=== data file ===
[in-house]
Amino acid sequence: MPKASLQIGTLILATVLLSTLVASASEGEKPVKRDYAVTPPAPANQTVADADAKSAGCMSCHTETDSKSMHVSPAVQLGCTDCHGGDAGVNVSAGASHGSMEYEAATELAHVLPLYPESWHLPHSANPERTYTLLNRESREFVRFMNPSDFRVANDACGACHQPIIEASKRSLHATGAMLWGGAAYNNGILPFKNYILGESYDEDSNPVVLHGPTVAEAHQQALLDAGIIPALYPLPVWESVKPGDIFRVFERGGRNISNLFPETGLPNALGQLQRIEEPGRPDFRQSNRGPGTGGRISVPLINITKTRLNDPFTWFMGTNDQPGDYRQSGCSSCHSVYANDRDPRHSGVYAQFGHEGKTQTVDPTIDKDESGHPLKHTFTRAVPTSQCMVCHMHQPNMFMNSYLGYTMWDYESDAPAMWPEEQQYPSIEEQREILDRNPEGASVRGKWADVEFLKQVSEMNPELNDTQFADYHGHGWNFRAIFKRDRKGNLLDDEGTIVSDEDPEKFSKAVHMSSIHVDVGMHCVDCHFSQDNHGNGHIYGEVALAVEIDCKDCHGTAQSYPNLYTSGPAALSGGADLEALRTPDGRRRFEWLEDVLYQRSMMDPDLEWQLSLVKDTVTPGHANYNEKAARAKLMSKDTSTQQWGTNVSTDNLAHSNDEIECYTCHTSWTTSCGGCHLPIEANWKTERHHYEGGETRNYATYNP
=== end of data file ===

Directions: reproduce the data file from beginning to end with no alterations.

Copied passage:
[in-house]
Amino acid sequence: MPKASLQIGTLILATVLLSTLVASASEGEKPVKRDYAVTPPAPANQTVADADAKSAGCMSCHTETDSKSMHVSPAVQLGCTDCHGGDAGVNVSAGASHGSMEYEAATELAHVLPLYPESWHLPHSANPERTYTLLNRESREFVRFMNPSDFRVANDACGACHQPIIEASKRSLHATGAMLWGGAAYNNGILPFKNYILGESYDEDSNPVVLHGPTVAEAHQQALLDAGIIPALYPLPVWESVKPGDIFRVFERGGRNISNLFPETGLPNALGQLQRIEEPGRPDFRQSNRGPGTGGRISVPLINITKTRLNDPFTWFMGTNDQPGDYRQSGCSSCHSVYANDRDPRHSGVYAQFGHEGKTQTVDPTIDKDESGHPLKHTFTRAVPTSQCMVCHMHQPNMFMNSYLGYTMWDYESDAPAMWPEEQQYPSIEEQREILDRNPEGASVRGKWADVEFLKQVSEMNPELNDTQFADYHGHGWNFRAIFKRDRKGNLLDDEGTIVSDEDPEKFSKAVHMSSIHVDVGMHCVDCHFSQDNHGNGHIYGEVALAVEIDCKDCHGTAQSYPNLYTSGPAALSGGADLEALRTPDGRRRFEWLEDVLYQRSMMDPDLEWQLSLVKDTVTPGHANYNEKAARAKLMSKDTSTQQWGTNVSTDNLAHSNDEIECYTCHTSWTTSCGGCHLPIEANWKTERHHYEGGETRNYATYNP